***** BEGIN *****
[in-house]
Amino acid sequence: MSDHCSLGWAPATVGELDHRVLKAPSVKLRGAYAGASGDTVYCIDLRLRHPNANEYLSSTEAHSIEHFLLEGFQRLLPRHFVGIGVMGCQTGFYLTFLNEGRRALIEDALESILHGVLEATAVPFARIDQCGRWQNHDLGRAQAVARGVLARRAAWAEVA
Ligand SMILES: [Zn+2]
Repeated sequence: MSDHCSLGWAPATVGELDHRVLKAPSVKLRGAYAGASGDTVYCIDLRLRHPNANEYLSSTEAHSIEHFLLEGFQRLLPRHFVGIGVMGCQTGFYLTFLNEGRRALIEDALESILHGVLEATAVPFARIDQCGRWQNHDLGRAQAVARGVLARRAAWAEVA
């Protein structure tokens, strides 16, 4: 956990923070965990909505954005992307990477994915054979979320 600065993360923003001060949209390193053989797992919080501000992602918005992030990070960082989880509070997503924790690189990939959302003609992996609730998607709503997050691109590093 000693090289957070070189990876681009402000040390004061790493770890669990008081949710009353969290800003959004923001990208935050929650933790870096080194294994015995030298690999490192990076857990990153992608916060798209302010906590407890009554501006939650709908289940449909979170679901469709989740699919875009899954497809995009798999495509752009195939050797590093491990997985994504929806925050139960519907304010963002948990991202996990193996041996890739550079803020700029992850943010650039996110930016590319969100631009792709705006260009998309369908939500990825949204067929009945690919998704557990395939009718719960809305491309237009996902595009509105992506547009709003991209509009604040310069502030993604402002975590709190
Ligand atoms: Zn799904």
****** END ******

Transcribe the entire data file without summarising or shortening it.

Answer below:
[in-house]
Amino acid sequence: MSDHCSLGWAPATVGELDHRVLKAPSVKLRGAYAGASGDTVYCIDLRLRHPNANEYLSSTEAHSIEHFLLEGFQRLLPRHFVGIGVMGCQTGFYLTFLNEGRRALIEDALESILHGVLEATAVPFARIDQCGRWQNHDLGRAQAVARGVLARRAAWAEVA
Ligand SMILES: [Zn+2]
Repeated sequence: MSDHCSLGWAPATVGELDHRVLKAPSVKLRGAYAGASGDTVYCIDLRLRHPNANEYLSSTEAHSIEHFLLEGFQRLLPRHFVGIGVMGCQTGFYLTFLNEGRRALIEDALESILHGVLEATAVPFARIDQCGRWQNHDLGRAQAVARGVLARRAAWAEVA
């Protein structure tokens, strides 16, 4: 956990923070965990909505954005992307990477994915054979979320 600065993360923003001060949209390193053989797992919080501000992602918005992030990070960082989880509070997503924790690189990939959302003609992996609730998607709503997050691109590093 000693090289957070070189990876681009402000040390004061790493770890669990008081949710009353969290800003959004923001990208935050929650933790870096080194294994015995030298690999490192990076857990990153992608916060798209302010906590407890009554501006939650709908289940449909979170679901469709989740699919875009899954497809995009798999495509752009195939050797590093491990997985994504929806925050139960519907304010963002948990991202996990193996041996890739550079803020700029992850943010650039996110930016590319969100631009792709705006260009998309369908939500990825949204067929009945690919998704557990395939009718719960809305491309237009996902595009509105992506547009709003991209509009604040310069502030993604402002975590709190
Ligand atoms: Zn799904």